Jay Lurie, currently chief investment officer of DC Green Bank, has more than a decade in financing and infrastructure development worldwide in positions at Macquarie, Credit Suisse, and the World Bank Group’s International Finance Corporation (IFC). He talks with Global Finance about climate change and the finance sector.

Author: Efraim Chalamish

Global Finance: What is the short history of green banks?

Jay Lurie: Green banks started in the US 10 years ago in Connecticut and New York. The New York City Energy Efficiency Corporation was the first city-based green bank. DC Green Bank was established in 2018 and started operations in 2020. It is one of 20 member institutions in the American Green Bank Consortium, [who see each other] as partners due to their different geographies. Many of them operate around the coastal states, driven by public policy and local politics, although now, and especially following the election of the new Biden administration, climate policy is bi-partisan and the expansion of green banks reflect that.

GF: What is the bank’s role in today’s emerging green economy?

Lurie: The bank focuses on three core issues, which are sustainability and carbon reduction, clean economy and jobs creation locally, and inclusive prosperity such as ensuring low-middle income customers access to lower or no electricity costs using solar projects.

Green banks are investment engines aligned with public policy on climate. In DC, for example, the climate goal is to reduce carbon emissions by half by 2032 from 2006 levels, and to achieve 100% renewable energy by 2032 as well. In the DC area, those can be achieved by advancing innovative financial structures and related regulatory support for solar energy to supplement the energy imported from outside the District.

GF: What are the differences and similarities between local and regional green banks and multilateral institutions that cover the sector?

Lurie: While green banks such as DC Green Bank have smaller balance sheets and lower [per project] financial commitments, they cover similar projects to [those of] multilateral institutions, such as the International Finance Corporation, in the clean energy, water and transportation sectors.

Like multilateral financing, green banks promote innovative financial solutions where commercial capital is not available yet. In a similar way, at DC Green Bank, the focus is on the underserved population in order to bridge the wealth gap and support better inclusion.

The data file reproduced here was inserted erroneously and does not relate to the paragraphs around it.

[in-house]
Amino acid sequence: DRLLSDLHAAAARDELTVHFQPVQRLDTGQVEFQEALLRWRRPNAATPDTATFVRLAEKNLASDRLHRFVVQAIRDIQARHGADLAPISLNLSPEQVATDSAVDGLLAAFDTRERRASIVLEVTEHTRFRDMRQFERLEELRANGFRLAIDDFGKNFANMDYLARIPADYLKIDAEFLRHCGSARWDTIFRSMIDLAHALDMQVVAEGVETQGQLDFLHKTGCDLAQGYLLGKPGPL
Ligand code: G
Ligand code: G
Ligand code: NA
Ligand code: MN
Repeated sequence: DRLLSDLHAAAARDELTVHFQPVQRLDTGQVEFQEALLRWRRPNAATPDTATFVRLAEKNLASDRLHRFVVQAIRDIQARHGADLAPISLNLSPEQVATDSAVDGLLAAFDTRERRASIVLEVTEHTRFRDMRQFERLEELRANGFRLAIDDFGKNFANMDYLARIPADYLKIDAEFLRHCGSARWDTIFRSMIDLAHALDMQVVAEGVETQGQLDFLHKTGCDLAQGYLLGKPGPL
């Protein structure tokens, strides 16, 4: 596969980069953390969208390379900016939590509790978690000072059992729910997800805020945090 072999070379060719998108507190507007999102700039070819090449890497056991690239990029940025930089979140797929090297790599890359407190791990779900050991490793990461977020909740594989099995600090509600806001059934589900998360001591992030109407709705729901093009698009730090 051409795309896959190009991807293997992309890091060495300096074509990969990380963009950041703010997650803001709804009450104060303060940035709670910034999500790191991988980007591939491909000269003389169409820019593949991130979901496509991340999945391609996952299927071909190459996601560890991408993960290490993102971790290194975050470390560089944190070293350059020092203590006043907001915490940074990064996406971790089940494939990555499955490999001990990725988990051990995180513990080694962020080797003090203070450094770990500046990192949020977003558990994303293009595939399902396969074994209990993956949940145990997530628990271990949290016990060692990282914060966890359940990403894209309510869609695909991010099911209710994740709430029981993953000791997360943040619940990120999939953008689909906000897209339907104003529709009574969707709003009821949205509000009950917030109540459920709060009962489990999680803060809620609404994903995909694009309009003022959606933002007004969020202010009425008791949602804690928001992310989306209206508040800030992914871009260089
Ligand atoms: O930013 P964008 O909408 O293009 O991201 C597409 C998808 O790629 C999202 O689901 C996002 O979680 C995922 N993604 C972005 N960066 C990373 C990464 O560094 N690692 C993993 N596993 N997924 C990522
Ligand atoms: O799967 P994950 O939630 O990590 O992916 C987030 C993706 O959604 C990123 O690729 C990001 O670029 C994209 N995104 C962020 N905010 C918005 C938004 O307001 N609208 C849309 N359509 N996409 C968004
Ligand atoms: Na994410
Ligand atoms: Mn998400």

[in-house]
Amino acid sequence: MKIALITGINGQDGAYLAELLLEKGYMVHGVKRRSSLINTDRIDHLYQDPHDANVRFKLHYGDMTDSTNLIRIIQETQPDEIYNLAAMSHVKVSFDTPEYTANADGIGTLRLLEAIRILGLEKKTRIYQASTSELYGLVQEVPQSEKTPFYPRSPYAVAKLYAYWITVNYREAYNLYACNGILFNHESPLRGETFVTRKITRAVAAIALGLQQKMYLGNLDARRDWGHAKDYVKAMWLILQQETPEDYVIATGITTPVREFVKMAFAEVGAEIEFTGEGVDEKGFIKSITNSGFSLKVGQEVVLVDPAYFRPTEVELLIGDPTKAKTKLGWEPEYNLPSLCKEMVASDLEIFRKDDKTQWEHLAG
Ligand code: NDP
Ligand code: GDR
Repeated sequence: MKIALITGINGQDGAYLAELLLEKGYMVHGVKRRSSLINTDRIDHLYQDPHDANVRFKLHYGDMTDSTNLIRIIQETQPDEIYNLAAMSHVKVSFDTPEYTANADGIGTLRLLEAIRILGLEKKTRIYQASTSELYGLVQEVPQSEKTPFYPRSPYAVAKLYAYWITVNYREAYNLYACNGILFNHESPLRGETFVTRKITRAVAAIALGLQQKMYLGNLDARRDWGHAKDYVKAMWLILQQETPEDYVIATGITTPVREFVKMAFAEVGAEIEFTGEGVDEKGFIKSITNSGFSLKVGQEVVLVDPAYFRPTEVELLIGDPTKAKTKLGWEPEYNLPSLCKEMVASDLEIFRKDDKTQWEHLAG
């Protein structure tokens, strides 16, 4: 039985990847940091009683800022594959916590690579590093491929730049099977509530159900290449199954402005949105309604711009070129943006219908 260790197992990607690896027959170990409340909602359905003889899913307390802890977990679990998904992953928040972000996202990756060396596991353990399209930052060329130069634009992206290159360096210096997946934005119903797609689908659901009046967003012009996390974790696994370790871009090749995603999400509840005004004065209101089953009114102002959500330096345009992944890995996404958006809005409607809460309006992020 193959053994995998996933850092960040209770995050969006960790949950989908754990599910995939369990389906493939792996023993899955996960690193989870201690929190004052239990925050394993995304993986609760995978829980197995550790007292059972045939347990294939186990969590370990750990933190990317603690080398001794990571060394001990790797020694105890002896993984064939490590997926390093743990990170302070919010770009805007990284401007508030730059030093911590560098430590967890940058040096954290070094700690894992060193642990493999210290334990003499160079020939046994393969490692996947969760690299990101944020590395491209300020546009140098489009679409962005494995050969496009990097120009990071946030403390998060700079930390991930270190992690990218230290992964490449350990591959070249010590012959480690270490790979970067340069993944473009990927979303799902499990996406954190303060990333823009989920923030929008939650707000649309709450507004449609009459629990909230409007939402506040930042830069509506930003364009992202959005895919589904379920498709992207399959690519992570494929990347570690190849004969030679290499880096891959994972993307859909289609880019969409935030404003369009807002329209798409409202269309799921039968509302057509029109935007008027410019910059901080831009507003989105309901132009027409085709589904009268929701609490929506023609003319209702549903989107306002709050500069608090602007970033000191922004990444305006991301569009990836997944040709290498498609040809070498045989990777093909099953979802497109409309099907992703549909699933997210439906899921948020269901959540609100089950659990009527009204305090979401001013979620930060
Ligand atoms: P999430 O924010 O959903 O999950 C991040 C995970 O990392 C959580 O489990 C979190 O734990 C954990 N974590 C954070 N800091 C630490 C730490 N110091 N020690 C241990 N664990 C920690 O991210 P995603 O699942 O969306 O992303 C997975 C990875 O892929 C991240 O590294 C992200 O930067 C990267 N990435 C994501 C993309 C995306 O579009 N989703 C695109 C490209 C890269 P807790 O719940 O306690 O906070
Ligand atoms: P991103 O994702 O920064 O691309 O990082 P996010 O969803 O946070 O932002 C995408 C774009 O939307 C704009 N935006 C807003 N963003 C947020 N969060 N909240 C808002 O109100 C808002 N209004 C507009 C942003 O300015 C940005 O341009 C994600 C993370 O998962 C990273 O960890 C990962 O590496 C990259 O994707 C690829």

GF: What are your target sub-sectors and how do you manage to foster private capital in these areas?

Lurie: DC Green Bank focuses on solar energy and storage, such as on rooftops and parking canopies; green buildings driven by compliance needs, as they are responsible for the majority of carbon emissions in the District; stormwater resilience; and clean transport, such as electric vehicles. The size of projects depends on the location and context: rooftop solar projects in DC require smaller financing commitments compared to much larger solar or wind projects in rural New York State.

Green banks may also play a role in financing the expansion of DERs, or distributed energy resources, such as micro-grids, which are designed to reduce the need for large transmission lines. Costs of solar and batteries keep coming down, which accelerates the trend.

GF: How do green banks like yours interact with other local institutions and city and state agencies?

Lurie: We do not provide grants like other state, municipal, or District agencies.  While grants can provide financial incentives, green banks have a role in forming financial structures that can attract commercial capital to augment climate-related investment.  DC Green Bank, like other green banks, mobilizes and participates with financial institutions that share its values, together executing sustainable commercial deals. In addition, DC Green Bank has bonding authority, which will allow us to leverage our capital base and introduce financial innovation in the future.